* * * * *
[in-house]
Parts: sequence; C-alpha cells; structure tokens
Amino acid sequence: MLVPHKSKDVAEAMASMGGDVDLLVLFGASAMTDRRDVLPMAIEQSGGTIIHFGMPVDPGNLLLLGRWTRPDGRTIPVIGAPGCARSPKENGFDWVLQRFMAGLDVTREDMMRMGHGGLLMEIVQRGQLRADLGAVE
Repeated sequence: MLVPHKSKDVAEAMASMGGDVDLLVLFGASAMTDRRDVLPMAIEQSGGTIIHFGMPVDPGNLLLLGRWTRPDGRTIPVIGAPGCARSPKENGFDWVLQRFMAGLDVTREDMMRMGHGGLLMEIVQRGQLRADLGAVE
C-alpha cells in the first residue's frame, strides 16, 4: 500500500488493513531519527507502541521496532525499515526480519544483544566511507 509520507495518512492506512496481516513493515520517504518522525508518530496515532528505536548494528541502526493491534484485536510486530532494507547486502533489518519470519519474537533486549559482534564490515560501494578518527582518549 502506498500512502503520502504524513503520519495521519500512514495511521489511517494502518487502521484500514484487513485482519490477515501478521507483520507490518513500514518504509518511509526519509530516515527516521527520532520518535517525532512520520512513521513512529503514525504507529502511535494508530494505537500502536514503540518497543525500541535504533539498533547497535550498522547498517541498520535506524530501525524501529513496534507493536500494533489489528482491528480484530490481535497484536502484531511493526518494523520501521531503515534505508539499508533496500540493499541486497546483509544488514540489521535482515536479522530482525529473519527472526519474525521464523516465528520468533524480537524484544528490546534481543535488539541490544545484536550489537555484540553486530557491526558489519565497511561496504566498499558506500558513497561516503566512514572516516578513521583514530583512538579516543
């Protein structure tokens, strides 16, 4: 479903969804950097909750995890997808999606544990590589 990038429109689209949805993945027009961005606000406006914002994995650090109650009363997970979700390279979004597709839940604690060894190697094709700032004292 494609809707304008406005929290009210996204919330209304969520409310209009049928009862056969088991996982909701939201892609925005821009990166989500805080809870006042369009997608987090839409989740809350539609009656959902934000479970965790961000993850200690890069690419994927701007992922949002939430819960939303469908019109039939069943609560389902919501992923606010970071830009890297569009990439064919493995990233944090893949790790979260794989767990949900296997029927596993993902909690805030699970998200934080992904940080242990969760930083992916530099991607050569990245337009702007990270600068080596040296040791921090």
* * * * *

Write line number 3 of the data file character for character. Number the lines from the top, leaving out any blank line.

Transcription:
Amino acid sequence: MLVPHKSKDVAEAMASMGGDVDLLVLFGASAMTDRRDVLPMAIEQSGGTIIHFGMPVDPGNLLLLGRWTRPDGRTIPVIGAPGCARSPKENGFDWVLQRFMAGLDVTREDMMRMGHGGLLMEIVQRGQLRADLGAVE